Dan Keusal's e-newsletter
Winter 2016-2017 edition: "First Bud"
(Send me an email if you'd like me to email you the original email version of the newsletter.)
When the world around us seems difficult and frightening, sometimes the smallest thing can be a powerful symbol of hope. My essay in this newsletter tells the story of just such a symbol. It's also my attempt to move back toward brevity in my newsletters: still heart-y, nourishing food for your journey, but in a smaller, "snack-on-the-go" portion size.
I'm also offering several lectures and workshops in the coming weeks, including "The Art of Outgrowing Your Problems," "Deepening Connection, Discovering Meaning, and Kindling Hope In Tumultuous Times," and "Donald Trump's Astrological Birth Chart: A Case Study In Potential And Shadow." Links to each of them is below.
And the "Resources" in this edition include an MP3 of a talk I gave at Seattle Unity Church just after Thanksgiving, a song/video by David Wilcox, a poem by Marge Piercy, and a book that was a big hit at a gathering I attended on New Year's Day.
I hope all of this offers you inspiration and hope during these difficult times.
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Reflections: “First Bud”
Almost four years ago, shortly after I moved into my then-new office, a friend gave me an office-warming gift: a Christmas cactus. I was told that in time it would flower, and when I saw the brilliant blooms on similar plants owned by several friends, my anticipation grew.
And so I watered, I fertilized, and I waited.
But nothing happened.
Year after year, nothing happened.
The cactus sat perched atop the bookcase that stands directly behind the chair where I sit while doing sessions with clients, keeping vigil, quietly watching over my work and theirs.
It always looked reasonable healthy, but it didn’t grow, and it certainly didn’t flower or bloom. Eventually, I resigned myself to the possibility…that it might never bloom.
Then, in the week between this past Christmas and New Year’s, not long after the shortest, darkest day of the year, I came back from lunch one day and noticed it: a single bud had burst forth from the tip of a leaf.
* * * * *
I immediately saw the metaphor, the symbol: sometimes, for “years,” it seems that nothing is happening—no growth, no flowering, nothing. Resignation: “this…is how it’s going to be.”
And then, in the midst of the darkest of times, it arrives: the first bud that is a herald of hope, a sign that the long-awaited full flowering is not only possible, it is immanent.
For many in this country and around the world, these feel like the darkest of times. I’m hearing it from clients, friends, family members, and others: they are feeling fear as they watch the forces of discrimination and hatred, of wealth and privilege, of selfishness and hypocrisy assume power at the highest levels. The patriarchy, with its destructive and unsustainable values and structures, is dying, but it seems intent on going out in a fit of toxic rage that threatens to take everyone else, and the very planet we live on, with it.
Such times call for immediate and decisive resistance and response, for conscious deepening, and for proactive creation. We each must do our own individual work. We must become conscious of our own shadow. We must guard against our own contempt—against becoming the very thing we say that we oppose. We must cultivate (in the words of an esteemed colleague) “our most mature, compassionate, and engaged selves,” and then join those selves together to create the world that we want—a world of peace, justice, and equality.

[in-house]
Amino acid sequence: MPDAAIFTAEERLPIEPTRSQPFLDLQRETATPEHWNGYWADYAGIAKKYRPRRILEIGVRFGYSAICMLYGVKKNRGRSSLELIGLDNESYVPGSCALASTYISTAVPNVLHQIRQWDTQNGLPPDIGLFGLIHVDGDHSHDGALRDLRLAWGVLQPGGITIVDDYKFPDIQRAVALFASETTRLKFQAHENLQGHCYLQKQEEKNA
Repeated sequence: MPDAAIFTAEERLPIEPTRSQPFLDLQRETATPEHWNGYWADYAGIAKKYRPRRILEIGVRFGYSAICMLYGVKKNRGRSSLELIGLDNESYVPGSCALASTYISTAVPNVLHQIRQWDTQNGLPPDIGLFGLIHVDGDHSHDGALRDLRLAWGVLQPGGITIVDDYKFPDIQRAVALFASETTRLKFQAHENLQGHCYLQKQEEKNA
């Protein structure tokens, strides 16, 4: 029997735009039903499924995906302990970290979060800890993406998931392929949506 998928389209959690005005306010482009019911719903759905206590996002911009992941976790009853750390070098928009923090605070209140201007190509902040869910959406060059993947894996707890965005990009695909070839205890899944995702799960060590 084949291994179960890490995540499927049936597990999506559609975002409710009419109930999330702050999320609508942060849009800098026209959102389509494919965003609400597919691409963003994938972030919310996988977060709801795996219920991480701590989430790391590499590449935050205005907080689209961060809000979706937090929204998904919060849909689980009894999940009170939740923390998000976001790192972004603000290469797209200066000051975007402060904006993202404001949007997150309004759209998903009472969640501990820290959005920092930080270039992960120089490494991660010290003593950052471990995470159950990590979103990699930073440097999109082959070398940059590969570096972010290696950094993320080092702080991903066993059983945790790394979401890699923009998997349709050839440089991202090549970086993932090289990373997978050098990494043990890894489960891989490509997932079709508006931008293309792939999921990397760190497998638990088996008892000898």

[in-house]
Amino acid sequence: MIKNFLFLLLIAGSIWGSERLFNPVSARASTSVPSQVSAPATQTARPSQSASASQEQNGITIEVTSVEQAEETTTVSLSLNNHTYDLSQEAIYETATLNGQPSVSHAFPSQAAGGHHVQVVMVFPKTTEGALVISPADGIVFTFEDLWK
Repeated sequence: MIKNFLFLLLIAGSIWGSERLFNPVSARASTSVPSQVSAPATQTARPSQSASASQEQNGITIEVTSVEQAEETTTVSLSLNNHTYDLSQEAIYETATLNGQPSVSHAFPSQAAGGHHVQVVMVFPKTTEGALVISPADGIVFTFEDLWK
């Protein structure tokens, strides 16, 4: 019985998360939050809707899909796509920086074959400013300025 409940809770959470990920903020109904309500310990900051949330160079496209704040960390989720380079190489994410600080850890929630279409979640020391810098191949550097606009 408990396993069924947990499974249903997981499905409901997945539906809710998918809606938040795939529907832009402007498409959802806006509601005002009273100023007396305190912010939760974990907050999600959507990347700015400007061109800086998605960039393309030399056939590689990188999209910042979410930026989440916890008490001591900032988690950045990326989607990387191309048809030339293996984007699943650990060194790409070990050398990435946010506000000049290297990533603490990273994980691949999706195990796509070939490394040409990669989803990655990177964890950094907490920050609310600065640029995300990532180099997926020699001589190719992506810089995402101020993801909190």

We need to keep watering, keep fertilizing, keep vigil, keep hoping. Then, one dark day, we may come back from “lunch” and see that the first bud, the first sign of full flowering, has arrived.
Resources For A Life Of Depth And Meaning:
(song/video): "Show The Way" (David Wilcox). A reminder of the power of love in times of darkness and hatred: "In this scene set in shadows / like the night is here to stay / there is evil cast around us / but it's love that wrote the play / for in this darkness love will show the way." From Wilcox's 1994 CD "Big Horizon." Click here for David Wilcox's web site. (poem): "Councils" (by Marge Piercy). Wise words about recovering a heartfelt and open way of speaking and listening: "The women must learn to say, I think this is so / The men must learn to stop dancing solos on the ceiling..." (talk) "To Travel In The Dark" (by Dan Keusal) On the Sunday after Thanksgiving, I was invited to speak at the 10 AM service at Seattle Unity Church. My talk, "To Travel In The Dark," looked at the connections between the literal, sacred darkness of the impending Winter Solstice and the growing social and political darkness in our culture. To listen to my talk (which is posted on my web site), click here.
(quote): "The least of things with meaning is worth more in life than the greatest of things without it." ~C.G. Jung.
(book): What Do You Do With An Idea? (written by Kobi Yamada, illustrated by Mae Besom). I was invited to a New Year's Day gathering where each person was invited to go around the circle and share "What inspires you?" One woman read this children's book aloud and when she finished all 15 or so people in attendance burst out into applause.
(photo): "Hoarfrost, leaves, grass" (by Dan Keusal). Click on the photo to read more about it, and to download your own copy from my web site.